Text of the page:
Wan distinguishes between two schools of thought about emergence, associated with Niklas Luhmann and Mario Bunge. Luhmann’s conception is extravagantly holistic, whereas Bunge’s conception is entirely consistent with the idea that emergent characteristics are nonetheless fixed by properties of the constituents. Wan argues that Luhmann has an “epistemological” understanding of emergence — the status of a property as emergent is a feature of its derivability or explicability on the basis of lower-level facts. Bunge’s approach, on the other hand, is ontological: even if we can fully explain the higher-level phenomenon in terms of the properties of the lower level, the property itself is still emergent. So for Bunge, “emergence” is a fact about being, not about knowledge. Wan also notes that Luhmann wants to replace the “part-whole” distinction with the “environment-system” distinction — which Wan believes is insupportable (180). Here is a statement from Luhmann quoted by Wan:

Whenever there is an emergent order, we find the the elements of a presupposed materiality- or energy-continuum … are excluded. Total exclusion (Totalausschluss) is the condition of emergence. (Luhmann, Niklas. 1992. Wer kennt Wil Martens? Eine Anmerkung zum Problem der Emergenz sozialer System. Kolner Zeitschrift fur Soziologie und Sozialpsychologie 44(1): 139-42, 141)

And here is Bunge’s definition of emergence, quoted by Wan:

To say that P is an emergent property of systems of kind K is short for “P is a global (or collective or non-distributive) property of a system of kind K, none of whose components or precursors possesses P. (Emergence and Convergence: Qualitative Novelty and the Unity of Knowledge, 15)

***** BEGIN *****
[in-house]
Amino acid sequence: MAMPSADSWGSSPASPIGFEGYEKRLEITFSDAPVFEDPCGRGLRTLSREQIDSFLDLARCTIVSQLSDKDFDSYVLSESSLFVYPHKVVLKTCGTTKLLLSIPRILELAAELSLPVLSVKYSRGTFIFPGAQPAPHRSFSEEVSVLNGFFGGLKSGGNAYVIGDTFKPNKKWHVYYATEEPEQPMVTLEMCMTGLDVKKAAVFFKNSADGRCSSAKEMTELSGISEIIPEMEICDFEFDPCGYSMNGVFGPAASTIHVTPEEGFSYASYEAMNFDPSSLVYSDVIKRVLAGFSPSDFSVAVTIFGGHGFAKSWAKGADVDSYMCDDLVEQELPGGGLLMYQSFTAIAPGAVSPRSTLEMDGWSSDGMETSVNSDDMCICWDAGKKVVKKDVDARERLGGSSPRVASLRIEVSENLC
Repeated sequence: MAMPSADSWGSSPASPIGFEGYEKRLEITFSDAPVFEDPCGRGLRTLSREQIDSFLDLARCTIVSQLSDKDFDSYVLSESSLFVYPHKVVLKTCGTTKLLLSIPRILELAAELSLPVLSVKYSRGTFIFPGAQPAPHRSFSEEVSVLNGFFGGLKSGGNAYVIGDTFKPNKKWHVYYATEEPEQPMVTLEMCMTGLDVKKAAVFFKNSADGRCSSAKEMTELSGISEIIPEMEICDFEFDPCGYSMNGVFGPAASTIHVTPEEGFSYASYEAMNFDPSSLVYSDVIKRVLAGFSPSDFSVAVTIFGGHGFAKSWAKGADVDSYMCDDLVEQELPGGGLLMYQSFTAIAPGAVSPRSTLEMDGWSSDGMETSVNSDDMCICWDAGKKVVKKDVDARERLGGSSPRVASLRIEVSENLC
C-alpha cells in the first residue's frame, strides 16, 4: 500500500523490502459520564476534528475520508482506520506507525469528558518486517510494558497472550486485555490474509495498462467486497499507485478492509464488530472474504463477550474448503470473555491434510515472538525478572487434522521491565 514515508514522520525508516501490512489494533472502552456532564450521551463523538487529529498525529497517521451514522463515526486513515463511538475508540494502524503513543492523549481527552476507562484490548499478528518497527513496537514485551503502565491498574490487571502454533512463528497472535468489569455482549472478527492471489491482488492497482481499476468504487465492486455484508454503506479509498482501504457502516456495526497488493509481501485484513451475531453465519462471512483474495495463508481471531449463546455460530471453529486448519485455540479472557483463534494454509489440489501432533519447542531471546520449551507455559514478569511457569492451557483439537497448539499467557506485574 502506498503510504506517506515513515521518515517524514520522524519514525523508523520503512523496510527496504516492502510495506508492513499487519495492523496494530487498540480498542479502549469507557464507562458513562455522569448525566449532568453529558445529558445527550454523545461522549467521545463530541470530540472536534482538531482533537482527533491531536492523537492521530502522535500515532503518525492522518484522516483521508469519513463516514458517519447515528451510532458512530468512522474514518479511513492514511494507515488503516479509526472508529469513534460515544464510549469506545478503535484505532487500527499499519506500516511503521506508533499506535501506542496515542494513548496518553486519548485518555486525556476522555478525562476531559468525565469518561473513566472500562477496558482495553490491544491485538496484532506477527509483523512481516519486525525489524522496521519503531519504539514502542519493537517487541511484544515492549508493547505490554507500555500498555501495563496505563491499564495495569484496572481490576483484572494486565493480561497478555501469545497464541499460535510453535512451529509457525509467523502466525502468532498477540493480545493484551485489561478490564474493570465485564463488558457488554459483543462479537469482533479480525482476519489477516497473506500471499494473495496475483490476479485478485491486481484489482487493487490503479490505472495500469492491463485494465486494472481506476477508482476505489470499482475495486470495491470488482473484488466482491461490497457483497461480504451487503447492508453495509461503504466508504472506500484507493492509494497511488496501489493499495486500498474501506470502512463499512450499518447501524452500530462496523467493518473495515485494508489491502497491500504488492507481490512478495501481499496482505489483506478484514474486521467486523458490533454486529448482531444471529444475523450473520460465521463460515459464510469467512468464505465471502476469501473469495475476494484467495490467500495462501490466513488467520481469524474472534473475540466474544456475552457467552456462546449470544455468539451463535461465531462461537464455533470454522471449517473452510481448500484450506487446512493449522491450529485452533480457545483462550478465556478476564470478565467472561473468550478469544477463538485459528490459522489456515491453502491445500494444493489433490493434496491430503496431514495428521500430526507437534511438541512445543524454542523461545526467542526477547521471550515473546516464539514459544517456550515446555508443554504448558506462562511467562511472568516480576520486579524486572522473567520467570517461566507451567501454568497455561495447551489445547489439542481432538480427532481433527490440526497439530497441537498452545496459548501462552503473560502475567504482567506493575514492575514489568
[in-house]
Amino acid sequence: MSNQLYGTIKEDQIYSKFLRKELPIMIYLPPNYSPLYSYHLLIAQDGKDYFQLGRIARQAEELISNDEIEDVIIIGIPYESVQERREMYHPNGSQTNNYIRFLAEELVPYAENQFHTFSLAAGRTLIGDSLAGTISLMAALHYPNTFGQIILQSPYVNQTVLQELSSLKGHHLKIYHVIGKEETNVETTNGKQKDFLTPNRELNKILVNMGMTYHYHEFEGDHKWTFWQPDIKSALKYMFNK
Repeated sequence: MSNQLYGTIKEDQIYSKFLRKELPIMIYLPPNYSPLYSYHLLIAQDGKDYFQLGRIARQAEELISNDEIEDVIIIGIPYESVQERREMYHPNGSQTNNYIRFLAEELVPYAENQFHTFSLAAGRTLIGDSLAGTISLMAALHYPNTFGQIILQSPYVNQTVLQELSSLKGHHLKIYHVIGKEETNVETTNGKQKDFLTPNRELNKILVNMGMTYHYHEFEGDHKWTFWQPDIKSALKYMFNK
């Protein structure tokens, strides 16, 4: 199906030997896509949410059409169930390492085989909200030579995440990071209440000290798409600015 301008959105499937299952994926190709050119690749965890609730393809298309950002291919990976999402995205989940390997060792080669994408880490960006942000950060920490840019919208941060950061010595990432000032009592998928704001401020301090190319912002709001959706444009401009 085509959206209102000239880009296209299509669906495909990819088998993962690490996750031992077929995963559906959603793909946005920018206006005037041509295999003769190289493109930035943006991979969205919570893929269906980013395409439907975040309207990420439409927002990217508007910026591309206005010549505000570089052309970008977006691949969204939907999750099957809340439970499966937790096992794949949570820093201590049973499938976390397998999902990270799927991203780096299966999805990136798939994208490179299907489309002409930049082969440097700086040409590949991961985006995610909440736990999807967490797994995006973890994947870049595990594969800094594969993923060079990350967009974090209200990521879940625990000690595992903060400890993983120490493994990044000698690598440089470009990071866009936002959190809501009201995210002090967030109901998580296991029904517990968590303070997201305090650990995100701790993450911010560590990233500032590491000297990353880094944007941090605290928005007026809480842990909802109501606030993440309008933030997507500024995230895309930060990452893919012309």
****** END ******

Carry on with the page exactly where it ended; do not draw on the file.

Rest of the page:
Bunge’s position here is exactly the same as the conception offered by Elder-Vass above. It defines emergence as novelty at the higher level — whether or not that novelty can be explained by facts about the constituents. Bunge’s conception is consistent with the supervenient principle, in my reading, whereas Lumann’s is not.

Wan provides an excellent review of the history of thinking about this concept, and his assessment of the issues is one that I for one agree with. In particular, his endorsement of Bunge’s position of “rational emergentism” seems to me to get the balance exactly right: social properties are in some sense fixed by the properties of the constituents; they are nonetheless distinct from those underlying properties; and good scientific theories are justified in referring to these emergent properties without the need of reducing them or replacing them with properties at the lower level. This is what Simon seems to be getting at in his definition of complex systems, quoted above; and it seems to be equivalent to the idea of explanatory autonomy argued in an earlier post.

My own strategy on this issue is to avoid use of the concept of emergence and to favor instead the idea of explanatory autonomy. This is the idea that mid-level system properties are often sufficiently stable that we can pursue causal explanations at that level, without providing derivations of those explanations from some more fundamental level (link).

The explanatory challenge is very clear: if we want to explain meso-level outcomes on the basis of reference to emergent system characteristics, we can do so. But we need to have good replicable knowledge of the causal properties of the emergent features in order to develop explanations of other kinds of outcomes based on the workings of the system characteristics. I would also add that we need to have confidence that the hypothesized system-level characteristics do in fact possess microfoundations at the level of the individual and social actions that underly them; or, in other words, we need to have reason for confidence that the emergent properties our explanations hypothesize do in fact conform to the supervenient relation.

A couple of Wan’s sources are particularly valuable for investigators who are interested in pursuing the idea of emergence further: